Additional support is always required when the bathtub is being installed against the wall regardless of a type of the material is made from. This information derived from the manufacture’s installation literature. In general, 2×4 or1 x4 nailed horizontally on the exact height and leveled at a back wall is the required basic; however, other manufacturers specify also vertical 2×4 any tub’s corner.
You must decide at a point about either to install the finished floor before a tub installation of the tub or afterwards. You can prefer to install a floor first since it looks good and also adds another shielding waterproofing layer on top of the subfloor and the framing. However, does not mean that too much care must be taken so as to protect during the finishing of the walls or even during the installation.
Cast-iron tubs usually weigh about 300Ibs. Notably, it will require not just rosin paper so as the flooring protected perfectly. A protecting layer of ¼ -in plywood or masonite at the top of rosin paper may look like the unnecessary expenditure, but you will have peace of mind and is much more economical compared to a big gouge or a scratch at the floor.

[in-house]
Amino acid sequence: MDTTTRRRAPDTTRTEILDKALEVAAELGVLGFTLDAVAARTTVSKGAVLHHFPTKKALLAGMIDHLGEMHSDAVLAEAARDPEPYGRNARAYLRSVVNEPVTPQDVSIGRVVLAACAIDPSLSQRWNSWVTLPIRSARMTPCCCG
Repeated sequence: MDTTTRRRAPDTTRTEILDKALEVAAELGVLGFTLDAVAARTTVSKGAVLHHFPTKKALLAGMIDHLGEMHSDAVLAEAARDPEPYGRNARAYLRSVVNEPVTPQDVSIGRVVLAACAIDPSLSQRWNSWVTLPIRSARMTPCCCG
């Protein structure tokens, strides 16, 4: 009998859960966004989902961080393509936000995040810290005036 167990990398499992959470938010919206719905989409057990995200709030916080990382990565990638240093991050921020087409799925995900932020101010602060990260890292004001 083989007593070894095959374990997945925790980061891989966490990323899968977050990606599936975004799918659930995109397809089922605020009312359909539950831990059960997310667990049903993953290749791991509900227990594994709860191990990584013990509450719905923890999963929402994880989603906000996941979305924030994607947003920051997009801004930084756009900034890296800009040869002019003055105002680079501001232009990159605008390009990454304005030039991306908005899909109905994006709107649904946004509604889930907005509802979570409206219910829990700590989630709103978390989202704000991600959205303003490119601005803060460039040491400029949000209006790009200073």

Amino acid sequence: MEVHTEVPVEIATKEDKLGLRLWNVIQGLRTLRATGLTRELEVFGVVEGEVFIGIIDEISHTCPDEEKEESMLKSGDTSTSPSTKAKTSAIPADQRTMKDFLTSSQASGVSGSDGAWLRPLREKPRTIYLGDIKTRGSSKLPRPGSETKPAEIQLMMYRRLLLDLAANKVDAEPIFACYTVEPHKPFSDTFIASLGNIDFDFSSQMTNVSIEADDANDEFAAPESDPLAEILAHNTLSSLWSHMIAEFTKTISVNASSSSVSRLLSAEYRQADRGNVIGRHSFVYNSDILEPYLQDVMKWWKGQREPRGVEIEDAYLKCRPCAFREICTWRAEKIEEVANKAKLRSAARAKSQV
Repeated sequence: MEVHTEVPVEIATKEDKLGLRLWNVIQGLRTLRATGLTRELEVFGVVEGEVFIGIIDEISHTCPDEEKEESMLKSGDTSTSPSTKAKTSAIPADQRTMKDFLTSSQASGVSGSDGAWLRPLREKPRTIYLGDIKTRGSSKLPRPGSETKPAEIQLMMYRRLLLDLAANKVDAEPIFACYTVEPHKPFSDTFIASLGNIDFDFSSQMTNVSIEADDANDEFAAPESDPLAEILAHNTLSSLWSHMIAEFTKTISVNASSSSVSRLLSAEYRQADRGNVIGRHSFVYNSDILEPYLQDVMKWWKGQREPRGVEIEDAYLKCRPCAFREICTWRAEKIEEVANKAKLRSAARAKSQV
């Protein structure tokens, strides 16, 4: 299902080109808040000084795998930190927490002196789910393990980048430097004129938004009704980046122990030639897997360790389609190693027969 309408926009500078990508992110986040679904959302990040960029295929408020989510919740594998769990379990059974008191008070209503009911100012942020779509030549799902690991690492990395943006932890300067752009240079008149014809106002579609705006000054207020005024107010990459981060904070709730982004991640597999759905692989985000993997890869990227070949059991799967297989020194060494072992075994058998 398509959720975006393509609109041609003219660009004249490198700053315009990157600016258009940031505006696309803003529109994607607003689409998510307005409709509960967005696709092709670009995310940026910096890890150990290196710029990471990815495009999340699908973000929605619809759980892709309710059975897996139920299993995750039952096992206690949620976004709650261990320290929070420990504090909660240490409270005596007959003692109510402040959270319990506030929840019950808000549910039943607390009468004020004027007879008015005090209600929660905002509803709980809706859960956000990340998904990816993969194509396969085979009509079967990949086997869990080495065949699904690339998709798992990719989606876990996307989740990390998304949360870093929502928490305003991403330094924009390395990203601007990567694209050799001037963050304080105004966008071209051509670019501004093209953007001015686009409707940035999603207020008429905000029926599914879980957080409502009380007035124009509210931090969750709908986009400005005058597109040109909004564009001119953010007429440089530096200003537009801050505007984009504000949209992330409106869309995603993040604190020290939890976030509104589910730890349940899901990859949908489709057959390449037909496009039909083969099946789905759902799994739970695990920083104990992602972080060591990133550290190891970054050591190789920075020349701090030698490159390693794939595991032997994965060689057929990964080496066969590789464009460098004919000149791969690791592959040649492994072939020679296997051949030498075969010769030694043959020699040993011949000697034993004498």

Carefully vacuum a floor so as to collect debris scraps that might cause a scratch before you lay a rosin paper on the floor. Partly cover the rosin paper seams, after you have established a protective sheathing, tape a joint using a duct tape to prevent it from falling via the cracks.
Easing a bathtub to place needs both finesse and brute strength. You will require at least a single extra assist for the plastic tub and two or even three for the cast-iron tub.
Several 2×4 runners can provide easiness for a sliding tub to position and also assist in protecting the floor. If you have cut one of a protection masonite section so as to fit a footprint of the tub, then you will have to eliminate that section before you install the tub and recoil a rosin paper.